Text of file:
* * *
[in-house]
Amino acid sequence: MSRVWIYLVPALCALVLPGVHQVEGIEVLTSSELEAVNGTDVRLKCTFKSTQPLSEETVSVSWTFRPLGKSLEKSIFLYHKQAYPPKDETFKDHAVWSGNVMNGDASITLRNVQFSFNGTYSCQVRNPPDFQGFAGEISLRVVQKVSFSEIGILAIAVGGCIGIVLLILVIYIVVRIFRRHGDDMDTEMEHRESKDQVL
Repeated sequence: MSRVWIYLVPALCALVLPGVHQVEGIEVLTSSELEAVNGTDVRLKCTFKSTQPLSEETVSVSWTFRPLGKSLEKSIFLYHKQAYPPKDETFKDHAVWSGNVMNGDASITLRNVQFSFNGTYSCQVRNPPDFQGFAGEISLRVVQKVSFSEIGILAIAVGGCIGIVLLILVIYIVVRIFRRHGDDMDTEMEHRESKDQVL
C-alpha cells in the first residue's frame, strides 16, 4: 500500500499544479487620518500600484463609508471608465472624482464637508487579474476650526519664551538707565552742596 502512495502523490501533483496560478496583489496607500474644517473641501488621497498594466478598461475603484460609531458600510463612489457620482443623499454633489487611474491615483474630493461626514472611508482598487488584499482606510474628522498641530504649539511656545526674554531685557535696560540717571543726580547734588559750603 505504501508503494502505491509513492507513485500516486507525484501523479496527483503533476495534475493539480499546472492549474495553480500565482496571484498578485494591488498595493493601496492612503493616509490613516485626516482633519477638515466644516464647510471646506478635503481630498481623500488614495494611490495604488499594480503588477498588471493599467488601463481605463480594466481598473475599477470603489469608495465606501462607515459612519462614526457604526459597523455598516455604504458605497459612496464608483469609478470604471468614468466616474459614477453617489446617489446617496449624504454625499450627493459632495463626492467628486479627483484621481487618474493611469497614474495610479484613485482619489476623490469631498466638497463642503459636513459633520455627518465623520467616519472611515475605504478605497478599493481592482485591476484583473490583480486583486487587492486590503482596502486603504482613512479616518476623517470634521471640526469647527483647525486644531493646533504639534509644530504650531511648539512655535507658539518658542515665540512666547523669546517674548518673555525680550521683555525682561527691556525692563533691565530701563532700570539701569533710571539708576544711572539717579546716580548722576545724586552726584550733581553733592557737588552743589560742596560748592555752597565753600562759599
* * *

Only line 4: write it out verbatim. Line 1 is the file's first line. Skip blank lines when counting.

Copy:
C-alpha cells in the first residue's frame, strides 16, 4: 500500500499544479487620518500600484463609508471608465472624482464637508487579474476650526519664551538707565552742596 502512495502523490501533483496560478496583489496607500474644517473641501488621497498594466478598461475603484460609531458600510463612489457620482443623499454633489487611474491615483474630493461626514472611508482598487488584499482606510474628522498641530504649539511656545526674554531685557535696560540717571543726580547734588559750603 505504501508503494502505491509513492507513485500516486507525484501523479496527483503533476495534475493539480499546472492549474495553480500565482496571484498578485494591488498595493493601496492612503493616509490613516485626516482633519477638515466644516464647510471646506478635503481630498481623500488614495494611490495604488499594480503588477498588471493599467488601463481605463480594466481598473475599477470603489469608495465606501462607515459612519462614526457604526459597523455598516455604504458605497459612496464608483469609478470604471468614468466616474459614477453617489446617489446617496449624504454625499450627493459632495463626492467628486479627483484621481487618474493611469497614474495610479484613485482619489476623490469631498466638497463642503459636513459633520455627518465623520467616519472611515475605504478605497478599493481592482485591476484583473490583480486583486487587492486590503482596502486603504482613512479616518476623517470634521471640526469647527483647525486644531493646533504639534509644530504650531511648539512655535507658539518658542515665540512666547523669546517674548518673555525680550521683555525682561527691556525692563533691565530701563532700570539701569533710571539708576544711572539717579546716580548722576545724586552726584550733581553733592557737588552743589560742596560748592555752597565753600562759599